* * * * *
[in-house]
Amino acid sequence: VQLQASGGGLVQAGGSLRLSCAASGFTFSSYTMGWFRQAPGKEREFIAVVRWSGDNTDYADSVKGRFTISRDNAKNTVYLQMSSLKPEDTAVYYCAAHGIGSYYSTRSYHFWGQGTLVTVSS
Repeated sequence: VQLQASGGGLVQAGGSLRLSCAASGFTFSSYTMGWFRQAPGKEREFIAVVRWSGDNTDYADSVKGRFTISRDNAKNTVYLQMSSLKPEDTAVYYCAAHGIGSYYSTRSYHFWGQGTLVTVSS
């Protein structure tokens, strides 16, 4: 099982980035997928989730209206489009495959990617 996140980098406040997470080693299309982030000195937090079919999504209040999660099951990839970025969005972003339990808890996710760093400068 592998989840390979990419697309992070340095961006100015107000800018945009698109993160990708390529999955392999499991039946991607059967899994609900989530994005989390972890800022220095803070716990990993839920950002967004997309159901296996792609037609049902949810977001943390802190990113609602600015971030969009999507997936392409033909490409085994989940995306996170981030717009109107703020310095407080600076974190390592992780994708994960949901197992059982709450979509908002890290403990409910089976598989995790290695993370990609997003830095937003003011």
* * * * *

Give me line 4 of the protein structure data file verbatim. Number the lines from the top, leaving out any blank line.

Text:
């Protein structure tokens, strides 16, 4: 099982980035997928989730209206489009495959990617 996140980098406040997470080693299309982030000195937090079919999504209040999660099951990839970025969005972003339990808890996710760093400068 592998989840390979990419697309992070340095961006100015107000800018945009698109993160990708390529999955392999499991039946991607059967899994609900989530994005989390972890800022220095803070716990990993839920950002967004997309159901296996792609037609049902949810977001943390802190990113609602600015971030969009999507997936392409033909490409085994989940995306996170981030717009109107703020310095407080600076974190390592992780994708994960949901197992059982709450979509908002890290403990409910089976598989995790290695993370990609997003830095937003003011």